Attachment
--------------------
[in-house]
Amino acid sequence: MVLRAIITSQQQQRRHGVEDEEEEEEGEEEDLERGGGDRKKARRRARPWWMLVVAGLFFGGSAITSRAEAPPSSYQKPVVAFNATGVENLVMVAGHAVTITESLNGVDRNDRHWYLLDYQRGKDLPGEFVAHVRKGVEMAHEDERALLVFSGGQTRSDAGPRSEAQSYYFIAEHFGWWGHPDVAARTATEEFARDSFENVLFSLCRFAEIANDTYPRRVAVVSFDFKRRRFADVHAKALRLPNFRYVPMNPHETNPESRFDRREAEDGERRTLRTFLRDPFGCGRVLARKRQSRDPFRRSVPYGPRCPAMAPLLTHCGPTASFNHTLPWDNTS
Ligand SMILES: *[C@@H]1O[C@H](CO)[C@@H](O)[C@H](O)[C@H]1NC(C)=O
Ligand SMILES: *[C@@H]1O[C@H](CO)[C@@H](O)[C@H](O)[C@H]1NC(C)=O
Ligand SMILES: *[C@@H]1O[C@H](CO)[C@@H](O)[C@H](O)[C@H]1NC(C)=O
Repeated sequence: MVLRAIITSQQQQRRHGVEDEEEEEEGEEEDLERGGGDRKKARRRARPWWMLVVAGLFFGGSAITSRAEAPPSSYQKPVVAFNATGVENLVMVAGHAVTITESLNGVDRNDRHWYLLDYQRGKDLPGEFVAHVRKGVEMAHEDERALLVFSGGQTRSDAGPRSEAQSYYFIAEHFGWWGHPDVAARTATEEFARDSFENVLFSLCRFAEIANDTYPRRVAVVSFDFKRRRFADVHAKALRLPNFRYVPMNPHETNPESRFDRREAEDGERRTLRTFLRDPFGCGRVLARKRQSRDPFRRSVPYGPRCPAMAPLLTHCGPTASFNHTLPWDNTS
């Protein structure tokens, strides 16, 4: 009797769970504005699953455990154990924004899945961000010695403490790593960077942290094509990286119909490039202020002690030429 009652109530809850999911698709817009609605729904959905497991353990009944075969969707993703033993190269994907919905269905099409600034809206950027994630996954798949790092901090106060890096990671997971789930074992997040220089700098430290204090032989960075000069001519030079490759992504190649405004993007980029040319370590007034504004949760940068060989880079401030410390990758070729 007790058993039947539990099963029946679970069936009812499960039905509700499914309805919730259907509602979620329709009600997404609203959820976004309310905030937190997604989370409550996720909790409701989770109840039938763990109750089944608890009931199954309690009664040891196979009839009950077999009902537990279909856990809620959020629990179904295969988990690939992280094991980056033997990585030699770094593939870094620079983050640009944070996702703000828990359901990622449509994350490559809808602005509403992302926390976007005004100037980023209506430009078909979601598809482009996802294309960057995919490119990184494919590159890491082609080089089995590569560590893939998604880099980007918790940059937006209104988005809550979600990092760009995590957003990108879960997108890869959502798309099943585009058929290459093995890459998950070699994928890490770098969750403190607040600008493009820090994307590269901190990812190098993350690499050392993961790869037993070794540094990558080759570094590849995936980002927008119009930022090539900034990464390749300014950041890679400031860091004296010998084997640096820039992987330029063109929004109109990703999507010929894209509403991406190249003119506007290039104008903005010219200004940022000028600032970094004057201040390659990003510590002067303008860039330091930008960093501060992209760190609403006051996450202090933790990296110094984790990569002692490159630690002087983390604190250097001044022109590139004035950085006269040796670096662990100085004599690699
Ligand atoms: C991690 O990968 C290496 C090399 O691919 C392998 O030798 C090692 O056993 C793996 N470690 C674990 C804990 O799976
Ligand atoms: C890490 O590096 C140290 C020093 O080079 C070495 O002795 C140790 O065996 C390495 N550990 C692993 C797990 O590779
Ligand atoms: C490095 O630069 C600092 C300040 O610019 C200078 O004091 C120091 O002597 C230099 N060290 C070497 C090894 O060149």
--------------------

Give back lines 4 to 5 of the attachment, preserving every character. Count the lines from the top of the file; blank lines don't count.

Ligand SMILES: *[C@@H]1O[C@H](CO)[C@@H](O)[C@H](O)[C@H]1NC(C)=O
Ligand SMILES: *[C@@H]1O[C@H](CO)[C@@H](O)[C@H](O)[C@H]1NC(C)=O